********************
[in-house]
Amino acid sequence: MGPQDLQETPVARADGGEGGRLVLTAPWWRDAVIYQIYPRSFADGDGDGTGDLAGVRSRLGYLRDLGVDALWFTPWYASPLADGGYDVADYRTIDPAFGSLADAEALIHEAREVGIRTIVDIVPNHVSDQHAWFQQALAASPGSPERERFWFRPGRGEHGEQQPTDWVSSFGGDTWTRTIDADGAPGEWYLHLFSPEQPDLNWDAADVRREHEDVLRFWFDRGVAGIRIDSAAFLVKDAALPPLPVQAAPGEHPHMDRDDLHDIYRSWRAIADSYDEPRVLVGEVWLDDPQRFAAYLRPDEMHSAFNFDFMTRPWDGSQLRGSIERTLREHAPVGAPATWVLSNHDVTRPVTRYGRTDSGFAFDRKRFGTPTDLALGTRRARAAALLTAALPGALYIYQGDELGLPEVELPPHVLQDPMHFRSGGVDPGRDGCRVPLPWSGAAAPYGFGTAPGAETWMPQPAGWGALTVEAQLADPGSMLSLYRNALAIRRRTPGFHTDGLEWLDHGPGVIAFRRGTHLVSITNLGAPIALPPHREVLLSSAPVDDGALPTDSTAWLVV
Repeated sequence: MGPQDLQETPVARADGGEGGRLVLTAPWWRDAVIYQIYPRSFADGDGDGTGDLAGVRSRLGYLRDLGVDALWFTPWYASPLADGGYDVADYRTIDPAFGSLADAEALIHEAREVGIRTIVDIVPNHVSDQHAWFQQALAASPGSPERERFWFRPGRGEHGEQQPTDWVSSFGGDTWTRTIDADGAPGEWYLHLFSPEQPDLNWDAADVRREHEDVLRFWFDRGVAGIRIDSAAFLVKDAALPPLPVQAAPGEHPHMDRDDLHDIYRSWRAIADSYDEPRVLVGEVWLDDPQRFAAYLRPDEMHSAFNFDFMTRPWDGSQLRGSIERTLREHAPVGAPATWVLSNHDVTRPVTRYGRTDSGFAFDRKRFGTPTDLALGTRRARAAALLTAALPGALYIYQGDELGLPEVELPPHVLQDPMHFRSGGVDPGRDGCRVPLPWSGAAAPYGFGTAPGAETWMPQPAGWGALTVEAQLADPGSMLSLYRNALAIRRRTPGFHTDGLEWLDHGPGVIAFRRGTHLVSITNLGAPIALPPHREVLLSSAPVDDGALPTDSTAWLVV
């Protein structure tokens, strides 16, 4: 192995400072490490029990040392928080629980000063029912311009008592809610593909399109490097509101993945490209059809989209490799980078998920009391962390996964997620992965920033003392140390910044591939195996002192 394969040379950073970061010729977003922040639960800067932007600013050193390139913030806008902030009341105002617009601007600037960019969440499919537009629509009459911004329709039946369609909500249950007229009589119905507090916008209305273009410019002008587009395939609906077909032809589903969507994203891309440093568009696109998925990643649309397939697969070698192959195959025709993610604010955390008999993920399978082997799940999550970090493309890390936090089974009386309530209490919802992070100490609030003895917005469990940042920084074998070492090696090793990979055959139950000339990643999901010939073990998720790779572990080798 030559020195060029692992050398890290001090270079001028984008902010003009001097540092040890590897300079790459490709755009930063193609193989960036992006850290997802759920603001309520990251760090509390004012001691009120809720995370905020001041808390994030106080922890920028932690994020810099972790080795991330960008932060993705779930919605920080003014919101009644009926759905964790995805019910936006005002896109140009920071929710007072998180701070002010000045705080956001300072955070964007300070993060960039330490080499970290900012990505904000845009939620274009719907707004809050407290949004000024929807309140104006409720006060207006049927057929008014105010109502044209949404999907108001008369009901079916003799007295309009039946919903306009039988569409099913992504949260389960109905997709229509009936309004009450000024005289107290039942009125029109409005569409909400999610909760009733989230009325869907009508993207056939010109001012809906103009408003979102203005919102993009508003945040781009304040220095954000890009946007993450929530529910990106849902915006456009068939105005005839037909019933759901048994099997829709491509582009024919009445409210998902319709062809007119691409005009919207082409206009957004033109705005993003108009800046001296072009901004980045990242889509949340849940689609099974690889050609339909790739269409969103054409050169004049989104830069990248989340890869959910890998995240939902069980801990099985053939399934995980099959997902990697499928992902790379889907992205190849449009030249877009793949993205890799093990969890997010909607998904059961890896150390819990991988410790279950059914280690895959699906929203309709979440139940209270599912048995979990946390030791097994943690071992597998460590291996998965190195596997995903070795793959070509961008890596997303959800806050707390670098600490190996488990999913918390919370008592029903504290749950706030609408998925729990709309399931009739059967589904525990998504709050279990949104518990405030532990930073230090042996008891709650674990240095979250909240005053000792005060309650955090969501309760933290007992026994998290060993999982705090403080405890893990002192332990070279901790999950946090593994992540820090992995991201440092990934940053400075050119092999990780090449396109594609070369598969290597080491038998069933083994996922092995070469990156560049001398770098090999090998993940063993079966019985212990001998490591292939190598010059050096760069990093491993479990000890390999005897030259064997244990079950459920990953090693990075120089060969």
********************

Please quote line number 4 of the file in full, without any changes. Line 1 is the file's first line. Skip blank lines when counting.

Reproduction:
């Protein structure tokens, strides 16, 4: 192995400072490490029990040392928080629980000063029912311009008592809610593909399109490097509101993945490209059809989209490799980078998920009391962390996964997620992965920033003392140390910044591939195996002192 394969040379950073970061010729977003922040639960800067932007600013050193390139913030806008902030009341105002617009601007600037960019969440499919537009629509009459911004329709039946369609909500249950007229009589119905507090916008209305273009410019002008587009395939609906077909032809589903969507994203891309440093568009696109998925990643649309397939697969070698192959195959025709993610604010955390008999993920399978082997799940999550970090493309890390936090089974009386309530209490919802992070100490609030003895917005469990940042920084074998070492090696090793990979055959139950000339990643999901010939073990998720790779572990080798 030559020195060029692992050398890290001090270079001028984008902010003009001097540092040890590897300079790459490709755009930063193609193989960036992006850290997802759920603001309520990251760090509390004012001691009120809720995370905020001041808390994030106080922890920028932690994020810099972790080795991330960008932060993705779930919605920080003014919101009644009926759905964790995805019910936006005002896109140009920071929710007072998180701070002010000045705080956001300072955070964007300070993060960039330490080499970290900012990505904000845009939620274009719907707004809050407290949004000024929807309140104006409720006060207006049927057929008014105010109502044209949404999907108001008369009901079916003799007295309009039946919903306009039988569409099913992504949260389960109905997709229509009936309004009450000024005289107290039942009125029109409005569409909400999610909760009733989230009325869907009508993207056939010109001012809906103009408003979102203005919102993009508003945040781009304040220095954000890009946007993450929530529910990106849902915006456009068939105005005839037909019933759901048994099997829709491509582009024919009445409210998902319709062809007119691409005009919207082409206009957004033109705005993003108009800046001296072009901004980045990242889509949340849940689609099974690889050609339909790739269409969103054409050169004049989104830069990248989340890869959910890998995240939902069980801990099985053939399934995980099959997902990697499928992902790379889907992205190849449009030249877009793949993205890799093990969890997010909607998904059961890896150390819990991988410790279950059914280690895959699906929203309709979440139940209270599912048995979990946390030791097994943690071992597998460590291996998965190195596997995903070795793959070509961008890596997303959800806050707390670098600490190996488990999913918390919370008592029903504290749950706030609408998925729990709309399931009739059967589904525990998504709050279990949104518990405030532990930073230090042996008891709650674990240095979250909240005053000792005060309650955090969501309760933290007992026994998290060993999982705090403080405890893990002192332990070279901790999950946090593994992540820090992995991201440092990934940053400075050119092999990780090449396109594609070369598969290597080491038998069933083994996922092995070469990156560049001398770098090999090998993940063993079966019985212990001998490591292939190598010059050096760069990093491993479990000890390999005897030259064997244990079950459920990953090693990075120089060969």